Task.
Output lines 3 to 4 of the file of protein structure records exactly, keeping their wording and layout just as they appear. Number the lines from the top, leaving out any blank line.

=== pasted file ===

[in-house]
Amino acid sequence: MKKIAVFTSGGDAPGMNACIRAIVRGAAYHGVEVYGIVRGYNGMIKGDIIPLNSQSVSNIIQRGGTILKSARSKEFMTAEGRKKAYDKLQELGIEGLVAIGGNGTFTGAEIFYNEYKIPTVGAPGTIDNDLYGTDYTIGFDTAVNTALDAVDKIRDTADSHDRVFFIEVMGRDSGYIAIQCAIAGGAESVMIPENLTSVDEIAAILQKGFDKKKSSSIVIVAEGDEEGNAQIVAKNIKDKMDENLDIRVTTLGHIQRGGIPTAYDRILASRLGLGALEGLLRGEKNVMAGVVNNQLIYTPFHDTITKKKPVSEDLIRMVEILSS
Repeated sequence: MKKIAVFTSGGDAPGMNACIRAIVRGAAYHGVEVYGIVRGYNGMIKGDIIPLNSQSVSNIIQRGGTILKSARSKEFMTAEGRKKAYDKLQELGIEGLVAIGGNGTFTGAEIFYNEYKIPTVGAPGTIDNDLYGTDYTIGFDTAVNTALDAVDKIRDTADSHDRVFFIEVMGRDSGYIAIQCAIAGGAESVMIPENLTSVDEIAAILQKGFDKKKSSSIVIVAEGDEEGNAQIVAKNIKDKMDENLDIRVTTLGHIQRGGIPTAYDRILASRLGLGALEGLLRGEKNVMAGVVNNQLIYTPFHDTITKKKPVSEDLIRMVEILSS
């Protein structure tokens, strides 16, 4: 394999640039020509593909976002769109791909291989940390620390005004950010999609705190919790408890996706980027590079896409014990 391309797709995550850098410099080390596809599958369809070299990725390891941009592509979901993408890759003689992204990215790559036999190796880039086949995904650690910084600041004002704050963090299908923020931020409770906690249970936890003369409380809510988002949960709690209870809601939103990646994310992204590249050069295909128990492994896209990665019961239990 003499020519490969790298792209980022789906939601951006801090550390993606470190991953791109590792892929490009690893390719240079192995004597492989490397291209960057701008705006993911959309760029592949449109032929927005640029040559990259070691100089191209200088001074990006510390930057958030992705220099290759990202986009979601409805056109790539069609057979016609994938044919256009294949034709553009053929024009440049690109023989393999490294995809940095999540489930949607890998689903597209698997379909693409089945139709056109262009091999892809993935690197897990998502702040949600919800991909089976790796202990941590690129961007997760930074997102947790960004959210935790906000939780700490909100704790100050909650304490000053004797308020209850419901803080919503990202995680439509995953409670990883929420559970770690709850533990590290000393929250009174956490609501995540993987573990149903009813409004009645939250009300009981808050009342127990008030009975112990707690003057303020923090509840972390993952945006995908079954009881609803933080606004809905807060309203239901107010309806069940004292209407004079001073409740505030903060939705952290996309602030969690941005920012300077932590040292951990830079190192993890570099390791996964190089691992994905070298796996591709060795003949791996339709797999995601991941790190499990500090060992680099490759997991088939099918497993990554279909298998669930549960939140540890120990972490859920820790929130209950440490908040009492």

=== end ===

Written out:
Repeated sequence: MKKIAVFTSGGDAPGMNACIRAIVRGAAYHGVEVYGIVRGYNGMIKGDIIPLNSQSVSNIIQRGGTILKSARSKEFMTAEGRKKAYDKLQELGIEGLVAIGGNGTFTGAEIFYNEYKIPTVGAPGTIDNDLYGTDYTIGFDTAVNTALDAVDKIRDTADSHDRVFFIEVMGRDSGYIAIQCAIAGGAESVMIPENLTSVDEIAAILQKGFDKKKSSSIVIVAEGDEEGNAQIVAKNIKDKMDENLDIRVTTLGHIQRGGIPTAYDRILASRLGLGALEGLLRGEKNVMAGVVNNQLIYTPFHDTITKKKPVSEDLIRMVEILSS
């Protein structure tokens, strides 16, 4: 394999640039020509593909976002769109791909291989940390620390005004950010999609705190919790408890996706980027590079896409014990 391309797709995550850098410099080390596809599958369809070299990725390891941009592509979901993408890759003689992204990215790559036999190796880039086949995904650690910084600041004002704050963090299908923020931020409770906690249970936890003369409380809510988002949960709690209870809601939103990646994310992204590249050069295909128990492994896209990665019961239990 003499020519490969790298792209980022789906939601951006801090550390993606470190991953791109590792892929490009690893390719240079192995004597492989490397291209960057701008705006993911959309760029592949449109032929927005640029040559990259070691100089191209200088001074990006510390930057958030992705220099290759990202986009979601409805056109790539069609057979016609994938044919256009294949034709553009053929024009440049690109023989393999490294995809940095999540489930949607890998689903597209698997379909693409089945139709056109262009091999892809993935690197897990998502702040949600919800991909089976790796202990941590690129961007997760930074997102947790960004959210935790906000939780700490909100704790100050909650304490000053004797308020209850419901803080919503990202995680439509995953409670990883929420559970770690709850533990590290000393929250009174956490609501995540993987573990149903009813409004009645939250009300009981808050009342127990008030009975112990707690003057303020923090509840972390993952945006995908079954009881609803933080606004809905807060309203239901107010309806069940004292209407004079001073409740505030903060939705952290996309602030969690941005920012300077932590040292951990830079190192993890570099390791996964190089691992994905070298796996591709060795003949791996339709797999995601991941790190499990500090060992680099490759997991088939099918497993990554279909298998669930549960939140540890120990972490859920820790929130209950440490908040009492």